In Study IV, a qualitative interview study was conducted to explore care experiences of Afghan MNM survivors. Discrimination, insufficient medical attention, and ineffective counseling were the main experiences. To a lesser extent, poverty and low education were perceived as contributing factors to delays in accessing care.

This thesis emphasizes the importance of high-quality care for preventing undesirable maternal outcomes. The audit method along with interviews was useful to determine quality and equity gaps in care provision. Policymakers and professionals should consider these gaps when structuring programs to reduce adverse maternal outcomes.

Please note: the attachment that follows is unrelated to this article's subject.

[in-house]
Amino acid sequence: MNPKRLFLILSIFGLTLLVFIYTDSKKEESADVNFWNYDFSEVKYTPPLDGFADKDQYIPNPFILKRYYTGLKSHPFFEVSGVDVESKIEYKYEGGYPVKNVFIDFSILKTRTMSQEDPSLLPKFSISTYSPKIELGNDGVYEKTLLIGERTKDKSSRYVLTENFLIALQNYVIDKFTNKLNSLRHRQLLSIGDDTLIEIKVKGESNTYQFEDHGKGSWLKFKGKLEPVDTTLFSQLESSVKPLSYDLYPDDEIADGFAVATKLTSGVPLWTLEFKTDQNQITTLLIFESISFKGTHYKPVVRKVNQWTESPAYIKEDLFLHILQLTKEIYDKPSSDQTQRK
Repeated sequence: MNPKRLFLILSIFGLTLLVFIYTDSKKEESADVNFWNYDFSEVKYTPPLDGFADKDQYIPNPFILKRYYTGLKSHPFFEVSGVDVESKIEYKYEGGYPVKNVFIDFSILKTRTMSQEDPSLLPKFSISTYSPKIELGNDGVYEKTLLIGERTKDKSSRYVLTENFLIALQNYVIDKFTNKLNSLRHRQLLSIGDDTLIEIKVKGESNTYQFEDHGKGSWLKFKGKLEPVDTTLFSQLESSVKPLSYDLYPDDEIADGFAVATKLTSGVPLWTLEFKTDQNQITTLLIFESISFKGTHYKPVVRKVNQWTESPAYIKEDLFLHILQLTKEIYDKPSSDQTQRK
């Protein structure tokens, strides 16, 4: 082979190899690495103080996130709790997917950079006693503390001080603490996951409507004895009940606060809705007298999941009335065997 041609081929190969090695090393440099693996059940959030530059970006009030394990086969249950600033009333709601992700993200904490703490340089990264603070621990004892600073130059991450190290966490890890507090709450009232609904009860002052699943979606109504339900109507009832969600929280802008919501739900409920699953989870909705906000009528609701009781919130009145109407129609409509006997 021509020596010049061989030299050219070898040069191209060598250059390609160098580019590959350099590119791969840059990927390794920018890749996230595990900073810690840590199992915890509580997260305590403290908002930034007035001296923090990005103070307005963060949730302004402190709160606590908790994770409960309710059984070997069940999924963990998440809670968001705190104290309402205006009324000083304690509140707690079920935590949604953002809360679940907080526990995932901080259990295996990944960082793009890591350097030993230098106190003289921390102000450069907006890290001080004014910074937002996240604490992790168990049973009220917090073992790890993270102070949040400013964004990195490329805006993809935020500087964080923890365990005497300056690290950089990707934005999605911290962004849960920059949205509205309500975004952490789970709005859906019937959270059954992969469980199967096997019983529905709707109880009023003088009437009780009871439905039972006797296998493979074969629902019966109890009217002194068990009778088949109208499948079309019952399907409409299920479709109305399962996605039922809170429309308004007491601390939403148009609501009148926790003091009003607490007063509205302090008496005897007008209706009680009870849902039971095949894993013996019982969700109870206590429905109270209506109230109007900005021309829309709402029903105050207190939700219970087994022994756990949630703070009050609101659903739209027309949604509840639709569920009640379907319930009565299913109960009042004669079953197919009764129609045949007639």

Place, publisher, year, edition, pages
Uppsala: Acta Universitatis Upsaliensis, 2016. 95 p.
Series
Digital Comprehensive Summaries of Uppsala Dissertations from the Faculty of Medicine, ISSN 1651-6206 ; 1280
Keyword
Caesarean section, maternal near miss, clinical audit, care quality, care experience, Afghan migrants, Iran
National Category
Health Care Service and Management, Health Policy and Services and Health Economy Obstetrics, Gynecology and Reproductive Medicine Public Health, Global Health, Social Medicine and Epidemiology
Research subject
Medical Science
Identifiers
urn:nbn:se:uu:diva-308081 (URN)978-91-554-9757-6 (ISBN)
Public defence
2017-01-18, Rosénsalen, Kvinnokliniken, Ing 95-96, Akademiska Sjukhuset, Uppsala, 13:00 (English)
Opponent
Supervisors
Available from: 2016-12-22 Created: 2016-11-23 Last updated: 2016-12-28

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PubMedhttp://www.reproductivemedicine.com/toc/auto_abstract.php?id=23928

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Mohammadi, SoheilaKällestål, CarinaEssén, Birgitta